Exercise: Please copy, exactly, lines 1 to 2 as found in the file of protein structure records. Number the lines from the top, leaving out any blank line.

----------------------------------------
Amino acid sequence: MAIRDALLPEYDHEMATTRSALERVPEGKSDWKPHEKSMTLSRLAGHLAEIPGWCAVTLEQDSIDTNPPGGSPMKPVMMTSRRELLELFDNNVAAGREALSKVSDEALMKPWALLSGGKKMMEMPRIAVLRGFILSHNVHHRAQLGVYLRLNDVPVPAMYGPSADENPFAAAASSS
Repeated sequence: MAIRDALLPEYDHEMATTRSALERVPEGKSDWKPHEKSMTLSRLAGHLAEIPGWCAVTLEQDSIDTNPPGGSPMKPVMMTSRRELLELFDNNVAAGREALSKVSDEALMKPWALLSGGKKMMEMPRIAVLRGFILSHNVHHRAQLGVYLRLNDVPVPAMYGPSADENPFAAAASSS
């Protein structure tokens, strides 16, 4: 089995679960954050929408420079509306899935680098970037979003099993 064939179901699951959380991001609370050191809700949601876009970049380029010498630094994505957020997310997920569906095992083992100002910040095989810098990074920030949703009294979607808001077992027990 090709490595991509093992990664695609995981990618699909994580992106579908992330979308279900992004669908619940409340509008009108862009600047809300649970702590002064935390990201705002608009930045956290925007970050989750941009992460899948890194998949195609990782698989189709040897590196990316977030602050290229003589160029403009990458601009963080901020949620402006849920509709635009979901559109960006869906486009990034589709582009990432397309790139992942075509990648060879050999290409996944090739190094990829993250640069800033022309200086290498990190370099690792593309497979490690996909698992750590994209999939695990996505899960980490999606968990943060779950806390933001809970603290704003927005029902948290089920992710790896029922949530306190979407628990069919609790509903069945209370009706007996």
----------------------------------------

Amino acid sequence: MAIRDALLPEYDHEMATTRSALERVPEGKSDWKPHEKSMTLSRLAGHLAEIPGWCAVTLEQDSIDTNPPGGSPMKPVMMTSRRELLELFDNNVAAGREALSKVSDEALMKPWALLSGGKKMMEMPRIAVLRGFILSHNVHHRAQLGVYLRLNDVPVPAMYGPSADENPFAAAASSS
Repeated sequence: MAIRDALLPEYDHEMATTRSALERVPEGKSDWKPHEKSMTLSRLAGHLAEIPGWCAVTLEQDSIDTNPPGGSPMKPVMMTSRRELLELFDNNVAAGREALSKVSDEALMKPWALLSGGKKMMEMPRIAVLRGFILSHNVHHRAQLGVYLRLNDVPVPAMYGPSADENPFAAAASSS